comscore Kokua Line: Disposable dust masks OK in lieu of cloth facial cover, city says | Honolulu Star-Advertiser
Hawaii News | Kokua Line

Kokua Line: Disposable dust masks OK in lieu of cloth facial cover, city says

Question: Under the mayor’s new orders, are we allowed to use the one-time-use paper masks that are used to filter out pollen, dust, smoke and bacteria, in lieu of cloth masks?

Answer: Yes. “Those type of masks are fine. The reason we recommend people make masks from cloth material they have laying around the house is so we can save medical supplies for our hospitals and first responders,” said Alexander Zannes, spokesman for Honolulu Mayor Kirk Caldwell.

You are one of many readers to ask this or similar questions, having stocked up on disposable face masks long before the U.S. Centers for Disease Control promoted face masks as an important coronavirus prevention tactic for the general public. With medical-grade masks in short supply and needed by health care workers, the CDC recommends homemade, cloth face masks as a viable option for members of the general public who can’t maintain at least 6 feet of space between themselves and others while venturing out for essential tasks.

Numerous readers said they have disposable, surgical-style face masks that they purchased in January as word of the outbreak in China spread, or that they had previously acquired for another reason, such as mango picking, woodworking or some other task; a few said they had worn such masks in public for years, for health reasons.

Zannes confirmed that people can wear those masks in situations where the mayor’s order calls for a “non-medical grade face covering,” or “face covering,” which are defined in the order as “a tightly woven fabric without holes that is secured to the head with either ties or straps, or simply wrapped and tied around the wearer’s nose and mouth.”

The order, which took effect Monday, requires both parties in a customer-oriented transaction at an essential business to wear a face mask. For examples: Grocery shoppers and cashiers must wear masks, as must bus passengers and bus drivers. There are exceptions, such as during bank transactions, as well as for children under age 5 and for people with health conditions that make wearing a mask risky. You can read the full order at 808ne.ws/facemask.

Since the order was issued, we’ve heard from numerous readers who fear being turned away from grocery stores, pharmacies or other essential businesses because they have health conditions that make it dangerous for them to cover their mouth and nose. Advised that the order has a health exemption, they were not dissuaded, insisting that the exemption would not stop a store manager from invading their privacy by asking why they weren’t wearing a mask. Their concerns are noted.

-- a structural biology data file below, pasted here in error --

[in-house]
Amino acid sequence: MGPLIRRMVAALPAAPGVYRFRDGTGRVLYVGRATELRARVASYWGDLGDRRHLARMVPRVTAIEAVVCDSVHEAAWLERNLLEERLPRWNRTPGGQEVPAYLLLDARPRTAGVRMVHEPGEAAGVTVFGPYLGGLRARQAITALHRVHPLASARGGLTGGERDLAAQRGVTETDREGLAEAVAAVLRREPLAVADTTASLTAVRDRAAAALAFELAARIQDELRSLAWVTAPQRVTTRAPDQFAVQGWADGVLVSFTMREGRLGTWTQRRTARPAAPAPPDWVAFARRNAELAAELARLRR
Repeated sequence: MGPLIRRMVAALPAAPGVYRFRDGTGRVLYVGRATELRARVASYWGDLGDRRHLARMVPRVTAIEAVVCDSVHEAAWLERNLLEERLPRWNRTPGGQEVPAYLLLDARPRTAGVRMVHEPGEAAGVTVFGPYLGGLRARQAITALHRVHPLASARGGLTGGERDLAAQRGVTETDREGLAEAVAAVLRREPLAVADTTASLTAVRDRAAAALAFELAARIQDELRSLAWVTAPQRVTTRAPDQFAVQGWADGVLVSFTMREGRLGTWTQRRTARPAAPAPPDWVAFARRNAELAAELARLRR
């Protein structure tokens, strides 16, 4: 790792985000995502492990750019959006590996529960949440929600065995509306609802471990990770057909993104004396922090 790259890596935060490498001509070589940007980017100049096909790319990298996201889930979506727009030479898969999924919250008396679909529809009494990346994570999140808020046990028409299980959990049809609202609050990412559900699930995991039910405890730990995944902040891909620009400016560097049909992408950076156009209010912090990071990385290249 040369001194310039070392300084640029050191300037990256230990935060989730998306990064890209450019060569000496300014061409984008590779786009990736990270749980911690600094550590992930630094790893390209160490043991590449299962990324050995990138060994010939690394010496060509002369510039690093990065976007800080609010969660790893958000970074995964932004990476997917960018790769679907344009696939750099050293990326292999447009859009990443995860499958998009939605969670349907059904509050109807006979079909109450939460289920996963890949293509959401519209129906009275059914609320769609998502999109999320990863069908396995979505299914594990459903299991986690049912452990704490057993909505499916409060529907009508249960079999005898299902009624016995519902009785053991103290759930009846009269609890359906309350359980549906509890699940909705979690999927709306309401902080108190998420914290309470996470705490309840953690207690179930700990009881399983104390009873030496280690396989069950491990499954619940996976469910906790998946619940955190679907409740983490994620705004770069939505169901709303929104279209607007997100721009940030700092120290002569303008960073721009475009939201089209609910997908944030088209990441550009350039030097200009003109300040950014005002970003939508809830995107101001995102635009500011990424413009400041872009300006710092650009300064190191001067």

We also heard from a reader who complained of being “mask shamed” because she had not donated her supply of surgical-style masks to a health care facility. She wore them on her daily walks, provoking stink eye, she said. “As if,” the caller said, “taking personal responsibility for my own health and the health of others long before the government mandated it somehow makes me uncharitable. The virtue signaling is becoming unbearable.”

The CDC was slow to advise the general public to wear face masks, insisting at first that only people caring for COVID-19 patients needed to wear them. Once it changed its recommendation, the health agency said that the general public should wear cloth face coverings because medical-grade face masks were in short supply and should be reserved for health care workers or other medical first responders.

The CDC says a cloth face covering is not intended to protect the wearer, but might prevent the spread of the virus from the wearer to others. Many people infected with COVID-19 show no symptoms.


Write to Kokua Line at Honolulu Star-Advertiser, 7 Waterfront Plaza, Suite 210, 500 Ala Moana Blvd., Honolulu 96813; call 529-4773; fax 529-4750; or email kokualine@staradvertiser.com.


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